Despite any rumors to the contrary, Sony is sticking with the Universal Media Disc (UMD) format for their PSP. According to Pocket Gamer UK, PSP senior marketing manager John Koller took some time to outline the benefits of the format, which is good news for owners of Sony's portable..
"UMD possesses many strengths, from size to form factor to portability," he said. "Duplication of UMDs is much easier, cheaper than cartridges," Koller adds. "We've really optimized time and cost by going with a disc-based format."
Koller admits the biggest weakness of the UMD format is related to "porting games from other platforms." Publishers don't really like the size of UMD simply because they can't jam a whole DVD game on it. Koji Igarashi, creator of the upcoming PSP title, Castlevania: Dracula X Chronicles , adds his own thoughts in regards to a key disadvantage.
"The slowness of the seeking speed of UMD is a weakness," he commented, "The […] loading speed becomes a big problem for UMD."
So in other words, is Igarashi saying he has run into problems with Chronicles ? And does this "big problem" indicate he won't be working on any PSP games in the future? Well, don't count on it. He found a way to work around that loading time issue, and emphasizes the skill of a developer to "overcome" certain obstacles.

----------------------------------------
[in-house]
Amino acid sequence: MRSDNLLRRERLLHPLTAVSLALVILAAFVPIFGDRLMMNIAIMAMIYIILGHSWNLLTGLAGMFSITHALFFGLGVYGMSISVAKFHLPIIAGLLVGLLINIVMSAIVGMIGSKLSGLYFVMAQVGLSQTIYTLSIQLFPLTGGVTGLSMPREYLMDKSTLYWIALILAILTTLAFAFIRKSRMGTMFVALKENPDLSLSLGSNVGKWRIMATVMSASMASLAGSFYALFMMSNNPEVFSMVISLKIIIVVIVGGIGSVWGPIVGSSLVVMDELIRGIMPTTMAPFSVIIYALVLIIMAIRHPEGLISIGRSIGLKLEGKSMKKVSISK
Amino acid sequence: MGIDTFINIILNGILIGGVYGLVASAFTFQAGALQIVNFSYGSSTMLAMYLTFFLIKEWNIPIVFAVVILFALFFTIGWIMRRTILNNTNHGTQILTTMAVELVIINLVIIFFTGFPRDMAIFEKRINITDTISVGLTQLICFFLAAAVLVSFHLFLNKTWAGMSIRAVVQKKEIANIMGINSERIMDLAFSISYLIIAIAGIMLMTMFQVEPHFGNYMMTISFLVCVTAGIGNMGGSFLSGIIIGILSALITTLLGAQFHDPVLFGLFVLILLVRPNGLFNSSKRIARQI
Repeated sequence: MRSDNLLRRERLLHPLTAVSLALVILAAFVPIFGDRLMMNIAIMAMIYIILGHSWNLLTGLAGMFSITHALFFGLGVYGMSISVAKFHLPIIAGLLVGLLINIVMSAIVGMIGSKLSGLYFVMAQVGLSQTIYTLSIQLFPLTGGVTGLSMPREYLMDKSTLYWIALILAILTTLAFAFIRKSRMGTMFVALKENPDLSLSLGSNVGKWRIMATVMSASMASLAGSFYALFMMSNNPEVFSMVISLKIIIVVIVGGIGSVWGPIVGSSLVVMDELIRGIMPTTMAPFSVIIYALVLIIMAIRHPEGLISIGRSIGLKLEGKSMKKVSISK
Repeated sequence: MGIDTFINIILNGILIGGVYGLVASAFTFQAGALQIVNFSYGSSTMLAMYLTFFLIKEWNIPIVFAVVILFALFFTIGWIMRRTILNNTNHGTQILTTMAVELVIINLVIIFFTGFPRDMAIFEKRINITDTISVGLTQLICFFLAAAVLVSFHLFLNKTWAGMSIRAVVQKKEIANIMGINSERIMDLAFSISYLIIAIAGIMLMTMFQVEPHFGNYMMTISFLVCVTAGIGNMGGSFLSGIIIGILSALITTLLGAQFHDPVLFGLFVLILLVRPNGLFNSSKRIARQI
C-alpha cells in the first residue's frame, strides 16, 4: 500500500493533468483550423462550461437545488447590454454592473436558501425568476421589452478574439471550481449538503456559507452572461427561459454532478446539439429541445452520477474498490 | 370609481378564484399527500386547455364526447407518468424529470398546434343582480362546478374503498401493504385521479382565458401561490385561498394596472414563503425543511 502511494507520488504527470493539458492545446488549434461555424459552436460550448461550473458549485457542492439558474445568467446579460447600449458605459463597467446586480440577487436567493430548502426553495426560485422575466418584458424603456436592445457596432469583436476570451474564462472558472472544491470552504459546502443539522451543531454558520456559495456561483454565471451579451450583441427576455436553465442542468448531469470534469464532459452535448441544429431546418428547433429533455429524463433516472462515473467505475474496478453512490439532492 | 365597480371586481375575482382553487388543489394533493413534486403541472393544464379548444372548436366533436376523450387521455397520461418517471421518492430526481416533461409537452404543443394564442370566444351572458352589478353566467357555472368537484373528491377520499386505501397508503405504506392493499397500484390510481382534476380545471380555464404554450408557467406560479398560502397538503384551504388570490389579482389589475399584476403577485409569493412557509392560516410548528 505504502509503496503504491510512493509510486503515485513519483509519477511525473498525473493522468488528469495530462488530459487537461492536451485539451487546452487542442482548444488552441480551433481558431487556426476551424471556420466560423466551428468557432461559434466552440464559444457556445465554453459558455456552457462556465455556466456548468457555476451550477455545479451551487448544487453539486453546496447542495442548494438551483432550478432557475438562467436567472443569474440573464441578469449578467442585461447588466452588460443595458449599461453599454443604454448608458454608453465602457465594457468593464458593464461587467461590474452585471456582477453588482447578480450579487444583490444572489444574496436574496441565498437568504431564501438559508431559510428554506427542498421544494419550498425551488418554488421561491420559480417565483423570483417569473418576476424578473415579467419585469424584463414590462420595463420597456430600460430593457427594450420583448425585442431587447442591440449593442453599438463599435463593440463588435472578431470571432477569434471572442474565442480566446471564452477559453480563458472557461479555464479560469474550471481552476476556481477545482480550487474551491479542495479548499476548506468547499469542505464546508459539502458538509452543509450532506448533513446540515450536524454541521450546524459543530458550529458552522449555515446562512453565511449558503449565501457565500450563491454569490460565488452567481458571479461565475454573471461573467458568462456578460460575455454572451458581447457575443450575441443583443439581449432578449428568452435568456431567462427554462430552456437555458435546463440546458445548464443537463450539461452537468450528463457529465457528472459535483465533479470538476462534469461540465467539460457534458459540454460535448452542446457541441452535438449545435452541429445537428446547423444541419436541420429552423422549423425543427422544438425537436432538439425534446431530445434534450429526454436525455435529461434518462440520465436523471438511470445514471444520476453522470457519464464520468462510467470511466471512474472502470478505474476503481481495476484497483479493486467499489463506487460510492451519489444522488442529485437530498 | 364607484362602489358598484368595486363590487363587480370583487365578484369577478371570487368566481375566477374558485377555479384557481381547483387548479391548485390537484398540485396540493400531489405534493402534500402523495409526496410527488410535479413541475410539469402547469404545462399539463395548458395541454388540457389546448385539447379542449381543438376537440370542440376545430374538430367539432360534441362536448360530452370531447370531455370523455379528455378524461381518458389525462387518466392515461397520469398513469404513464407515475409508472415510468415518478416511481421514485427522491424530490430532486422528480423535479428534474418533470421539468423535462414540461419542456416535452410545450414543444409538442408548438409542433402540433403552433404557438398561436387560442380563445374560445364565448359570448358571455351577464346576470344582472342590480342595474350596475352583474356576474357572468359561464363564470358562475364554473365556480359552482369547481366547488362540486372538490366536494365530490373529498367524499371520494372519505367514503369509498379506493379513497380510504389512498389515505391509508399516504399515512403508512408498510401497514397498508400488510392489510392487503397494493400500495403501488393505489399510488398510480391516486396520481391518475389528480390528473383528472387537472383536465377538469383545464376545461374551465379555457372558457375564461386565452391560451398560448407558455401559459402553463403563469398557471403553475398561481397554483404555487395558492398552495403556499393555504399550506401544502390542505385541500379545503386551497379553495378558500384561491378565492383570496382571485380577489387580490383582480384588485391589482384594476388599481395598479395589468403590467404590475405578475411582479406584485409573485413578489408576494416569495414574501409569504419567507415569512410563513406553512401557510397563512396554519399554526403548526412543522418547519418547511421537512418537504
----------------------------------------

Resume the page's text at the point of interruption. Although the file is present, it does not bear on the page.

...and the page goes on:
"To tell the truth, I was a little worried at first because I was told that the loading time was long when I started working on PSP," said Igarashi. "But thanks to programmers, we were able to achieve considerably fast loading times. We can overcome [loading times] by technique – it is the programmers' chance to show what he can do."
UMD is definitely something new, and there are always some naysayers when a company introduces something new. The PSP has seen plenty of developer and publisher support despite lagging behind the Nintendo DS, and sales have increased for Sony's portable over the past year. Furthermore, with a lot of high-profile titles scheduled for the second half of 2007, it seems the PSP is definitely on the right track.
"UMD is a unique medium to create games," finished Koller, "and developers need to understand that when tackling the system."